How can you be positive? As you prepare and go to your job interview, think “I am prepared and confident, and I will do my best in this interview” rather than having “DON’T FAIL” running through your mind.
Practice Dr. Amy Cuddy’s “power poses” in private before the interview.
Research has shown that striking one of Dr. Cuddy’s power poses for just a couple of minutes in private (like in a restroom stall, quiet corner of the parking garage, or somewhere else where you are alone and unobserved) before the interview can be a very big help.
These poses turn the old fake-it-till-you-make-it mantra into a reality. You’ll feel confident and successfully put those nerves to good use in your interview.
Take a deep breath, put a smile on your face, make eye contact, and shake hands.
Now, go for it! Picture yourself doing this job, working with these people, and being a big success. Start out expecting success or, at least, an interesting discussion.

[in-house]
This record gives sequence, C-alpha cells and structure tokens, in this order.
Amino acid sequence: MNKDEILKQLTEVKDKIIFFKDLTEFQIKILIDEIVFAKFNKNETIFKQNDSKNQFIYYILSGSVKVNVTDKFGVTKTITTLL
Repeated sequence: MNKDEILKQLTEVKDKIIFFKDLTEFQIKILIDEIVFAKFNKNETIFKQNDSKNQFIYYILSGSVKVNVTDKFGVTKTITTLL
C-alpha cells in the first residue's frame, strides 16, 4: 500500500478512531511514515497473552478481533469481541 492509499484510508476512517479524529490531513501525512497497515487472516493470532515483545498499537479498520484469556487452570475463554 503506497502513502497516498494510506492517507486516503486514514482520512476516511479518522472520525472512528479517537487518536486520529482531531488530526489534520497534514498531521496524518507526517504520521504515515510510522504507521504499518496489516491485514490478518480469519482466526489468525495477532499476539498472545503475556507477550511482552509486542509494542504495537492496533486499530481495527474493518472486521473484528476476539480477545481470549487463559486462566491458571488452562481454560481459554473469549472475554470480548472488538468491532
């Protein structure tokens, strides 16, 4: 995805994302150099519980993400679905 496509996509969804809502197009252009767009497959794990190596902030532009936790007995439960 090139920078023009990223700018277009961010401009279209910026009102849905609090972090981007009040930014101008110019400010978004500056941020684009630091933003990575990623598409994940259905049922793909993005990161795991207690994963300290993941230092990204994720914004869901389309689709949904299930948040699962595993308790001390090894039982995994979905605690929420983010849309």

Let your nerves show a bit, unless you are so nervous you can’t talk coherently or think you will faint. Push on through the initial fear, and dig into the discussion. Let your nerves help you show you best self, and leverage your thorough preparation to demonstrate your interest and your qualifications.
When the interviews are over, send a great thank you note to each person who interviewed you. Then, move on with your job search — without waiting to learn the results of your interview — just in case this employer isn’t lucky (or smart) enough to make you a job offer.
More About Managing Job Interview Nerves
About the author…
Online job search expert Susan P. Joyce has been observing the online job search world and teaching online job search skills since 1995. Susan is a two-time layoff “graduate” who has worked in human resources at Harvard University and in a compensation consulting firm. Since 2011, Susan has been editor and publisher of WorkCoachCafe. A veteran of the United States Marine Corps, Susan also edits and publishes Job-Hunt.org, is a Visiting Scholar at the MIT Sloan School of Management, and a columnist on HuffingtonPost. Follow Susan on Twitter (@jobhuntorg) and on Google+.